I don’t recall how the conversation began or even what we were talking about, but I know that as I stood there washing the dishes I was feeling ashamed of myself as a parent, like I wasn’t good enough. Searching for validation or even a good pat on the back, I asked my eldest if he thought I was a good Mommy. Confession: I knew even while asking that it was a loaded question, that I could be sure he knew what I wanted to hear; he’s a child, not a fool.
Sometimes I think you’re the worst Momma in the world. Sometimes I think you’re the best Momma in the world. Sometimes I don’t think anything at all. I laughed out loud at the last statement he made, because it was so honest. To be honest, though, I kept clinging to what he said first: the worst Momma. I’m sure he thinks that in those moments when he’s annoyed at having to complete another chore or when he’s disappointed in his discipline. Then there are the times when I’m just in such a bad mood that I’ve actually provoked him to anger with my words or deeds–he’s justified in his anger in those moments.
“You make me want to be a better Momma,” I told him. He seemed confused at my remark. Though I don’t exactly recall my next words for some reason, it went something like…”I know that I don’t always honor the Lord with how I speak to you or treat you. I know that I’m to love Jesus with all my heart, my soul, my strength, and my mind. When I treat you with unkindness, I’m not loving Him with everything I have. I’m also not loving you the way I love myself.”
Somehow that moment of seeking to receive flowery words of praise turned into a gentle reminder from my loving Heavenly Father of His commands in Deuteronomy 6:5 and Matthew 22:37.
Fast forward to that evening. I decided to put aside my desires to always have control in
my the kitchen and let the Big and Medium Bananas help me make puppy chow for dessert. This was a pretty big deal for me as I don’t like messes, and this particular recipe involves things like mixing lose ingredients, powdered sugar, and shaking a bag to distribute said powdered sugar. My Big Banana had the chance to shake the baggie of cereal with the powdered sugar (a Ziploc, no less, which is supposed to be so much stronger than the store brand), and he did so with great gusto. Can you guess what happened next? Tiny Banana, who had occupied himself with something on the floor beneath us suddenly received a shower of sugar-chocolate-peanut butter-coated cereal. Oh, and any of the powdered sugar that hadn’t yet adhered to said cereal was now coming to a rest on his pajamas, his curls, and the floor surrounding him.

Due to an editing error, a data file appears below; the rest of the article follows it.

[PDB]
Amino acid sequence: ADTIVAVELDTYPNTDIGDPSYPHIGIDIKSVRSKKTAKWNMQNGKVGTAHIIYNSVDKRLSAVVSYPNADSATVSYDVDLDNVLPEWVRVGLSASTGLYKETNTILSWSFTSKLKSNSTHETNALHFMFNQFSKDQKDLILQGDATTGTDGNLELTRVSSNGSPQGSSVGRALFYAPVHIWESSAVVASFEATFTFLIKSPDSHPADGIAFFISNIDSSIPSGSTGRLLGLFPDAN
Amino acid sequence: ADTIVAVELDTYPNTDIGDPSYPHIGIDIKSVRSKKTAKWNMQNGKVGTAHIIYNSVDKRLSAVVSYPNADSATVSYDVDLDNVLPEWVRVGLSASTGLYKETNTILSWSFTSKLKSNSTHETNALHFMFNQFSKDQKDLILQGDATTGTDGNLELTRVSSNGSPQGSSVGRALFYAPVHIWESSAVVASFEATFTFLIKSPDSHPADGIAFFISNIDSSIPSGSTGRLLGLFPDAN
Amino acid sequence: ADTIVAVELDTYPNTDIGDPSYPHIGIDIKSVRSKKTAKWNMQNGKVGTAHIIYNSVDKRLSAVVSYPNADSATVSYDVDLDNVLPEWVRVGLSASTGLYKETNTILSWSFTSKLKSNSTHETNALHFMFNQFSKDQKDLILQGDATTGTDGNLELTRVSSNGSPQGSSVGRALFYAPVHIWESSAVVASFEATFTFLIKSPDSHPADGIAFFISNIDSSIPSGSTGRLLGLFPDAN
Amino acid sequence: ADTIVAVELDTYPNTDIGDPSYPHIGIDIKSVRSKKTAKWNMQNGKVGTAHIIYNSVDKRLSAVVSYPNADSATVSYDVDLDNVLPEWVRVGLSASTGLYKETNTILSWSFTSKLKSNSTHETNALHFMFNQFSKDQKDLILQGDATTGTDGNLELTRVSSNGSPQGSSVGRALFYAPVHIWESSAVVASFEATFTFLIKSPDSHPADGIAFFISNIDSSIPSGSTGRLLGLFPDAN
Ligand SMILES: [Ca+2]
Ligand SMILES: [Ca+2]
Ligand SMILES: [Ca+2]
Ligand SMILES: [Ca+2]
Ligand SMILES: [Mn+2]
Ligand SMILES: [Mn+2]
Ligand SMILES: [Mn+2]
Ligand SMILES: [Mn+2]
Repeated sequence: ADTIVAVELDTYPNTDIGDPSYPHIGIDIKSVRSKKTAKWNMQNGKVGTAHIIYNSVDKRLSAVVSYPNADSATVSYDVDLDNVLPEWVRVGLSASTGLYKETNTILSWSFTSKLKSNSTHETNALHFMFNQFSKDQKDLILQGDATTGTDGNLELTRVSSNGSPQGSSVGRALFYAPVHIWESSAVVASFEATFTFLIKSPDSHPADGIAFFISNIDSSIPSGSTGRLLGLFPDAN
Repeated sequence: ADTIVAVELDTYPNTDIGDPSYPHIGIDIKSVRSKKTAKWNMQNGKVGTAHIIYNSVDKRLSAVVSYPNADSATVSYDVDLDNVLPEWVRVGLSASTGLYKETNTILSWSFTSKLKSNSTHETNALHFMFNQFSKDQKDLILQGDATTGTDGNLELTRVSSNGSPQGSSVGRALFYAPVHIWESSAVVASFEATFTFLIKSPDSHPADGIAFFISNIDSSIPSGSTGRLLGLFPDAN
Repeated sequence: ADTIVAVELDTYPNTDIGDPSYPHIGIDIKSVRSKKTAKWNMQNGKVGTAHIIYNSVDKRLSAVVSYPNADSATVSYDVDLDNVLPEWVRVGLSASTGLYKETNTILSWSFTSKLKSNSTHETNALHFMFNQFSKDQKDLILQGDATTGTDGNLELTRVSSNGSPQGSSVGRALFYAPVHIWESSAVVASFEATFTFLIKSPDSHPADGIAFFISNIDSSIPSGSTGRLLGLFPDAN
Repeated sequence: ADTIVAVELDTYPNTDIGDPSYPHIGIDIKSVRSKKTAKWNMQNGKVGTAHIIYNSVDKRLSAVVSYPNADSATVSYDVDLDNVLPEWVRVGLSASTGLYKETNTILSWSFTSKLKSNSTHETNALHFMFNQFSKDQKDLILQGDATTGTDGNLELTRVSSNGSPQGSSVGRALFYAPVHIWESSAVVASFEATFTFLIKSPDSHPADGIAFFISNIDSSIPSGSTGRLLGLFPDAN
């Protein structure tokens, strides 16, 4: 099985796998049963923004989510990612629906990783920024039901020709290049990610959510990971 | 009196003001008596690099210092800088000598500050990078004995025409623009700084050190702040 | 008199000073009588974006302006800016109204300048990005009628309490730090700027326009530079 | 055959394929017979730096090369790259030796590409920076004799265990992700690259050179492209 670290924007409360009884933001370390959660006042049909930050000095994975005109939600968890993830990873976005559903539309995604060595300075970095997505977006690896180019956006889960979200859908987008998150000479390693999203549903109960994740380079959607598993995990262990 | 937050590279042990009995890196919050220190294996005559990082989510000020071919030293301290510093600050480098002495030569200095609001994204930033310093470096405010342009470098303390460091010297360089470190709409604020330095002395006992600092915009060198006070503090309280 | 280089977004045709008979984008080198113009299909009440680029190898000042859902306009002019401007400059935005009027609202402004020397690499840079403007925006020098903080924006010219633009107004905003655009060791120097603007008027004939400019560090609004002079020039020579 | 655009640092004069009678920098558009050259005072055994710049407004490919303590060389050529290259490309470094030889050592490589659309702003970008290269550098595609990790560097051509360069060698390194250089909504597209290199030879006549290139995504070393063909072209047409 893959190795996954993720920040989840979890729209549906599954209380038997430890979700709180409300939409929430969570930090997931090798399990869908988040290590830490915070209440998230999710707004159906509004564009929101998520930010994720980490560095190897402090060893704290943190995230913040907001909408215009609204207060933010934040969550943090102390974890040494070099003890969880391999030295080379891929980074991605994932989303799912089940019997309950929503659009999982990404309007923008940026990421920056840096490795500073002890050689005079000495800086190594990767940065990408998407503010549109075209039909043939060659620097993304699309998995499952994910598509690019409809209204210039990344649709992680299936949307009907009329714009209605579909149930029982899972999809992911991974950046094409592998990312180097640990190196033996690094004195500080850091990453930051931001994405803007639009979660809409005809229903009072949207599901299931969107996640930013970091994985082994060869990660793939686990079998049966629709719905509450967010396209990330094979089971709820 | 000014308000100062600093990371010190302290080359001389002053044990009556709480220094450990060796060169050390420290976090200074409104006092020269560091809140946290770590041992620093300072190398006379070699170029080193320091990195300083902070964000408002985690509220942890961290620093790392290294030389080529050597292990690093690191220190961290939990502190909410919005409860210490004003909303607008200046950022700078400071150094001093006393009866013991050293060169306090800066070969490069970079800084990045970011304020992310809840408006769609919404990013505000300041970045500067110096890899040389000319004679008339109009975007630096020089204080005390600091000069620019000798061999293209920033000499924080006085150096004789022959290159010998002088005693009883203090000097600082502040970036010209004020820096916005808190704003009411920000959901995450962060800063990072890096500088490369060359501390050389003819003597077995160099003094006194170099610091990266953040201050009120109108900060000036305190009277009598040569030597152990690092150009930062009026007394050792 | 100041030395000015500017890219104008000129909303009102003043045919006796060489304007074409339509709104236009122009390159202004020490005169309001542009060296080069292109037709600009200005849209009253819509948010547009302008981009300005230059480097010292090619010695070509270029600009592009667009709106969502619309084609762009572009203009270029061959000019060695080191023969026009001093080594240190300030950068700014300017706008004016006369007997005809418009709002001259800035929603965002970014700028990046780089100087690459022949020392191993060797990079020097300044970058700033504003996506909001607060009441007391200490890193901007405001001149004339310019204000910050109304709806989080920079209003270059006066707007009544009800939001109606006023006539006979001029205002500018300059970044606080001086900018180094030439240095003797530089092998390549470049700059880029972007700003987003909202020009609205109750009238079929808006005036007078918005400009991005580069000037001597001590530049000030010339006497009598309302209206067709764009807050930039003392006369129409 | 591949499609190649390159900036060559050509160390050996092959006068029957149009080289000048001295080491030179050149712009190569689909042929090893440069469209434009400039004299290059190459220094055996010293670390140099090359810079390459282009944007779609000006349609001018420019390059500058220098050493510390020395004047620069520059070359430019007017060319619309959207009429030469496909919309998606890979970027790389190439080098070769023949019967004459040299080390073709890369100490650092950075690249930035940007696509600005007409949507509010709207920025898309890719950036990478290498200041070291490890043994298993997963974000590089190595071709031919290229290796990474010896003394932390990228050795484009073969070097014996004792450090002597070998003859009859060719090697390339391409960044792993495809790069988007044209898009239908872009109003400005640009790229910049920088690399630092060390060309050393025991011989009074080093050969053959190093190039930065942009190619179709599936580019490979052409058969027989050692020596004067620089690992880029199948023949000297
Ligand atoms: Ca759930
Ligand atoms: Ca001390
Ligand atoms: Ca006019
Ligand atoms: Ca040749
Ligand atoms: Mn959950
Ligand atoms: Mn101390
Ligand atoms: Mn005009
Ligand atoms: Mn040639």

I may have exploded.
Of course, when I say “may” I mean “I definitely did”. The very event that I’d imagined (sorta) happening in
my the kitchen had happened: there was food all over the floor and the baby instead of in the baggie where it should have stayed. My ideal for perfect execution of a recipe with two children had gone awry as things often do when small hands are involved. I yelled foolish words about the mess and how I should never have invited them to do this recipe, etc., stupid rant, etc. As I cleaned it up, Big Banana excused himself.
By the time I’d finished and even cooled my jets enough to finish the recipe with their help, Big Banana re-emerged from his bedroom. “Where did you go?” I got into my bed and asked God to help me be a better listener and to follow instructions better.
I got on my knees as I realized I, too, needed to ask God for help to be a better listener and obeyer. I looked my eldest in the eyes and couldn’t do anything other than hug him and try to gain control over my desire to weep big, hot tears. I apologized for my words and for my behavior. I tried to explain that messes and dirt feel like chaos to me, and chaos makes me feel angry. (I know there is WAY more to it than that, but he’s only 7). I asked his forgiveness, and I told him that he teaches me so much about how to love Jesus more. Then we picked up from where we’d left off, and we ate our puppy chow while watching some Big Hero 6.
Who knows what he thought about those moments? Maybe one day he’ll recount for me what was going through his mind that day, maybe not. I can tell you that I’m so thankful for the lessons I learned that day, and I want to hold on to them.
I love the way God made children so very resilient and forgiving. It’s as if He’s giving us a peek at how He offers the same kind of forgiveness of sins when we get down on our knees and admit to Him that we need His forgiveness.
I am thankful for the small moment when the Lord showed me that what we’re trying to teach our children is starting to sink in for the eldest: pray and ask God for help, because He will strengthen you obey Him.
I’m thankful some of the powdered sugar fell onto the baby. I discovered that if I put my face next to his head and inhaled through my mouth, the air tasted sweet. Haha. I’m weird, I know. Maybe a bit gross if I consider whatever else may have landed in his hair that day. Mmm. Tasty.
I’m so thankful that God is using my family to spur me on to looking more like His Son Jesus. I hate that sometimes my lessons come at the expense of others, but that’s just how life is. I’m thankful that God is molding and shaping me.
And I’m thankful for that moment when I could be vulnerable with my sons and let them know how my heart was both desiring to love God and fighting against it at the same time. It’s a paradox they’ll continue to learn as they grow older.
Thank You, Jesus, for Your lovingkindness toward us, for Your patience, for Your forgiveness.